Cornish hens, chickens, and turkeys equal boring meat to me. In fact, I totally dislike cooking poultry for either myself or my family. It is boring to cook and it either tastes bland or requires a load of spices to crank up the taste.
For this recipe, I have created a poultry injection that re-invents seasoning chicken, Cornish hens, or anything else with feathers. The flavor is so good that you won’t need sauce!
For this cook, I was provided with a lot of rubs from Kamado Joe. I will be using two of them for this recipe. I can say honestly that these spices are phenomenal and just as tasty as their names (Honey BBQ, Peach BBQ, Garlic Butter, Warm BBQ, etc.). They have more than thirteen assorted bottles. I don’t have a favorite, as they all are tasty.
For this recipe, I’ve used the following rubs: KJ’s Peppered Sea Salt and Honey BBQ.
- Prepare your jalapeño butter injection according to the recipe below.
- Get a nice rounded Cornish hen or any other poultry. Make sure it’s fresh.
- Prepare your bird. Remove the giblets and any gross stuff, rinse the bird with cold water, pat it dry and “spatchcock” it (remove the back bone with poultry shears and flatten it out on your cutting board).
- Inject your poultry. (Tip: To avoid some disgusting mess, have your bird inside a pan when injecting, so the excess liquid won’t drip on your floor or countertop.)
- Make sure to inject every part of the bird (breast, legs, thighs, and wings).
- When you’re done with the injection, place your bird inside a plastic container in the fridge overnight. (I’m not a fan of leaving meat sitting in aluminum, but that’s just me.)
By the way, do you know when to stop injecting? You stop when your poultry appears to have almost doubled in size or seems about to burst. My bird became the Incredible Hulk and split its own skin!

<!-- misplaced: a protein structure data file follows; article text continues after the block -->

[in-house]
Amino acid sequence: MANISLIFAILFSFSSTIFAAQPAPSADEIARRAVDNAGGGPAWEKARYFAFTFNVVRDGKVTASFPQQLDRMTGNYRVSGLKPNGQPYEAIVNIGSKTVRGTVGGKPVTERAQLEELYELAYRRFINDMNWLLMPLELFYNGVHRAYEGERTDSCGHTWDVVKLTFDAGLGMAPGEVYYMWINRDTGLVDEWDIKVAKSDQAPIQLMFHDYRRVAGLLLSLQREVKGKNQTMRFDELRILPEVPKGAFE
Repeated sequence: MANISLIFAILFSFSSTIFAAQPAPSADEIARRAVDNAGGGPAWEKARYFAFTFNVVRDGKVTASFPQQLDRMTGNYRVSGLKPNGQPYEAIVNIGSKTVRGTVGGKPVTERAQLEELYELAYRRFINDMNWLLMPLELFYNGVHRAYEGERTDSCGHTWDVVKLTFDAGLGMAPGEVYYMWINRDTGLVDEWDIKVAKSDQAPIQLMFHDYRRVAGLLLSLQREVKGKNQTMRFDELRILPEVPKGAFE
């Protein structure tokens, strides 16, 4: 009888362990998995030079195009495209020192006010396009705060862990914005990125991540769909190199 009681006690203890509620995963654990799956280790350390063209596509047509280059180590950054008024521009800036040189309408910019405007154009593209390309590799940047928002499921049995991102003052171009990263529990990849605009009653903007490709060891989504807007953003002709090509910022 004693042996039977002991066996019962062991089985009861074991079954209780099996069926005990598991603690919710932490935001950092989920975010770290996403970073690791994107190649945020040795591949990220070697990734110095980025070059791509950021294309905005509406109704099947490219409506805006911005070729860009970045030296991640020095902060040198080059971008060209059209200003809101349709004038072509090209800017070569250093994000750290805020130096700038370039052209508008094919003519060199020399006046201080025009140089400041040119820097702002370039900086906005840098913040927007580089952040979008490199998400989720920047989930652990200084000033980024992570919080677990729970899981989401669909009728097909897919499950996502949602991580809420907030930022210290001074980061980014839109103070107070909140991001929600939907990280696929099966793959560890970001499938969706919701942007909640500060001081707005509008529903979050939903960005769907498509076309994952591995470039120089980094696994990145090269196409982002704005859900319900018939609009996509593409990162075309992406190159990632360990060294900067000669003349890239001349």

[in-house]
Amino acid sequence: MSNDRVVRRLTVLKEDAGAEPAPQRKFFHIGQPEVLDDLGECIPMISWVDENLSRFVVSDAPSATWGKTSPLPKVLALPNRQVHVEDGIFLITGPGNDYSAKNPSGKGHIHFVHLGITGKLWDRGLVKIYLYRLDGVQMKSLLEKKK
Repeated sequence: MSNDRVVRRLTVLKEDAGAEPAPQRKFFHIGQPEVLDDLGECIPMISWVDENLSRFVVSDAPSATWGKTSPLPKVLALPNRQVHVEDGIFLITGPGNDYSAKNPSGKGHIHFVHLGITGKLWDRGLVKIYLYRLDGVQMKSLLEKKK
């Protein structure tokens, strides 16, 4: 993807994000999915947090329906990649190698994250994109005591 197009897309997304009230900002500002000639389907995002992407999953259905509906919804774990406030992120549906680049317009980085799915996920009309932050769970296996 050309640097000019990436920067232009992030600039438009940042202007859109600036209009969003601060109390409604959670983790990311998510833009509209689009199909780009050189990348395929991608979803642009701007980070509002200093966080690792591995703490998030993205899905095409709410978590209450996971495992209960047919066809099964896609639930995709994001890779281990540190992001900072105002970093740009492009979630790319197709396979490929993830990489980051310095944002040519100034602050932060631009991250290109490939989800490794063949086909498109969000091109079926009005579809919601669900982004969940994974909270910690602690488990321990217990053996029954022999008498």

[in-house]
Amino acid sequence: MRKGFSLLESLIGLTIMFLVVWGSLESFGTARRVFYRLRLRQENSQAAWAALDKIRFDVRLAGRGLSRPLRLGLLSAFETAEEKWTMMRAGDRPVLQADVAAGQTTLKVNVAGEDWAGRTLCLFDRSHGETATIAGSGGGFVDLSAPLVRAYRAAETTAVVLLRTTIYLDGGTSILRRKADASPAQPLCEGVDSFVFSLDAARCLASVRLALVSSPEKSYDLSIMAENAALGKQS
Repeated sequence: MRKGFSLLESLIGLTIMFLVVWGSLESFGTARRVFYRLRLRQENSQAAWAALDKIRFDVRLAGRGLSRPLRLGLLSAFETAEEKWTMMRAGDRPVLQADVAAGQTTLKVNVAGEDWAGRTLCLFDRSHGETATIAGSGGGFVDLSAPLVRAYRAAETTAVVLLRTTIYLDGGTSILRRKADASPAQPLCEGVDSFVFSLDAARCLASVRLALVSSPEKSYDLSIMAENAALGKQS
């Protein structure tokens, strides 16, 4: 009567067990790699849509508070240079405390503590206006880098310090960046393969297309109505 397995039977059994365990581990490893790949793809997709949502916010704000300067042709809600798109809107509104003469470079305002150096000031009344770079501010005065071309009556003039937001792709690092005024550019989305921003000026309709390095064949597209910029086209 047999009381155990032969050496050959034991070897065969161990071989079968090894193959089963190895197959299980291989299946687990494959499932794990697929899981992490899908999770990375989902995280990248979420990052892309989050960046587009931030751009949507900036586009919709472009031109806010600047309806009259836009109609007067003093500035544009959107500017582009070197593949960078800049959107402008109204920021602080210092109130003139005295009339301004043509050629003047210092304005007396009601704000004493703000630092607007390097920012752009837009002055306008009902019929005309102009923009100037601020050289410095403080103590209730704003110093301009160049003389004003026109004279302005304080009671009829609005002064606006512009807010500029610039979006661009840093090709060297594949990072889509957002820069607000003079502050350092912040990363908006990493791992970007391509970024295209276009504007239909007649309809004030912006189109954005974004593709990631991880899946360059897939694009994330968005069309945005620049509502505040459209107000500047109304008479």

- 2 cups chicken broth
- 1/2 jalapeno, pureed (I used a Magic Bullet blender)
- 1/4 habanero pepper, pureed (optional)
- 2 tablespoons KJ’s Honey BBQ rub or your favorite rub
- 1 stick butter
- 1 tablespoon sugar or honey
- Prepare your Kamado Joe or ceramic grill for a temperature of 275 degrees F. For the fuel, I’m using oak lump charcoal and Jack Daniel’s Charcoal briquettes.
- Get one nice chunk of cherry wood; I’ve used Smokinlicious. (Tip: Chicken can get over-smoked very quickly, so a little smoking wood goes a long way.)
- Prepare your cooker for indirect cooking. For Joe users, set up your Divide and Conquer grate at the second level (with the star rack) for your heat deflector and put your cooking grates in the top position. For users of other ceramic grills, use an indirect setup.
- Get your poultry out of the fridge and season the meat well by going under the skin with the KJ’s Honey BBQ rub, or the rub of your choice. Then season the skin with the KJ’s Peppered Sea Salt or a 50/50 mix of kosher salt and coarse ground black pepper. For color, sprinkle some KJ’s Honey BBQ rub on top, but not too much.
- Bring the thing to the smoker.
Insert a probe thermometer in your poultry to monitor the cooking process, and place your poultry on the grill to smoke for about 1-1/2 to 2 hours, or until the meat reaches 130 degrees F. (Time is approximate due to variations between types and sizes of poultry. For this cook I used a small Cornish hen.)
- When your meat reaches 130 degrees F, baste your chicken with olive oil, crank the temperature to 350–375 degrees F, and roast the bird until it reaches 155 degrees F. This is your secret for crispy skin. (Tip: Wrap the tip of the wings in aluminum foil to avoid burning them.)
- When your meat reaches 155 degrees F, glaze it with your favorite barbecue sauce. For this cook, I’ve used the “Meat Mitch” barbecue sauce. (Tip: add about a tablespoon of honey and a teaspoon of water to your barbecue sauce. This will give you a nice glaze and a wonderful flavor.)
- Take the meat out when it reaches 165 degrees F. Make sure the juices run clear with no trace of blood.
- Get your bird on a plate and let it rest for about 10 minutes.
Now eat that thing—without sauce!
This recipe first appeared in Issue 35 of StoryQue magazine.